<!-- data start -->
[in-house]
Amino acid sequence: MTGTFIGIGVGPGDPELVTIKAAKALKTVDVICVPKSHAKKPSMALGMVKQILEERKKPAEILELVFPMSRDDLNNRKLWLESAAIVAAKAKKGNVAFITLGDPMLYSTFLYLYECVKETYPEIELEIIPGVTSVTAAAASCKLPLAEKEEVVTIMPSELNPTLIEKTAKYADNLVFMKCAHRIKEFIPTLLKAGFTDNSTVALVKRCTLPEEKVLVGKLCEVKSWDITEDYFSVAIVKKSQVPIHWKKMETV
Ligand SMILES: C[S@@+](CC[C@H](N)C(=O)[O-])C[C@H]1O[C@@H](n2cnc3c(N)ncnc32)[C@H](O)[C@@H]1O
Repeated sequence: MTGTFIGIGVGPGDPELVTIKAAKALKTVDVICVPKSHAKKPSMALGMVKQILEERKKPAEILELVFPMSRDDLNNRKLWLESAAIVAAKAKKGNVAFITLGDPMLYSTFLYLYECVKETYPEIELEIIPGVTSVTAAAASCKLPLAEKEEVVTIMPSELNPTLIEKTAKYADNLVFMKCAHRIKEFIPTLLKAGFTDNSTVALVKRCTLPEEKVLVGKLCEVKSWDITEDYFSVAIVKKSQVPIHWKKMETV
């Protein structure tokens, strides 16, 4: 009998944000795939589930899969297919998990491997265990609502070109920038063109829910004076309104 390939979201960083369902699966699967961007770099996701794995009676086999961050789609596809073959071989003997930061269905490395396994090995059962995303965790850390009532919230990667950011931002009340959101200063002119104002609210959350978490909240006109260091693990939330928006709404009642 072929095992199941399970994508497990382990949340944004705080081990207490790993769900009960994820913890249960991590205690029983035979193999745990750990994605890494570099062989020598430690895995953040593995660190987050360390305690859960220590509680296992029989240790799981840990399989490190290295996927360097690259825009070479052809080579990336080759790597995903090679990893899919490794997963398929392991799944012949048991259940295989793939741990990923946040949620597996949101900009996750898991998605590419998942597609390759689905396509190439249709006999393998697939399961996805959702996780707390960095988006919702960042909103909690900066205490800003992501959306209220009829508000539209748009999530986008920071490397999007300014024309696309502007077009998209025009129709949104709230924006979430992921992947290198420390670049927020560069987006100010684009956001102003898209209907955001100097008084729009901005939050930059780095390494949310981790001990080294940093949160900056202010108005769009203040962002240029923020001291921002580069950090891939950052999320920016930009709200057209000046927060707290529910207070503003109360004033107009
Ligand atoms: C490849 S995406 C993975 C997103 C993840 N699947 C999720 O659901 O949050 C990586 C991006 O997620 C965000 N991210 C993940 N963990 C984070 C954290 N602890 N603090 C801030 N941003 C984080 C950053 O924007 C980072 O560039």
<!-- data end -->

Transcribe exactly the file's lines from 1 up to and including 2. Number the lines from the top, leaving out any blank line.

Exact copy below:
[in-house]
Amino acid sequence: MTGTFIGIGVGPGDPELVTIKAAKALKTVDVICVPKSHAKKPSMALGMVKQILEERKKPAEILELVFPMSRDDLNNRKLWLESAAIVAAKAKKGNVAFITLGDPMLYSTFLYLYECVKETYPEIELEIIPGVTSVTAAAASCKLPLAEKEEVVTIMPSELNPTLIEKTAKYADNLVFMKCAHRIKEFIPTLLKAGFTDNSTVALVKRCTLPEEKVLVGKLCEVKSWDITEDYFSVAIVKKSQVPIHWKKMETV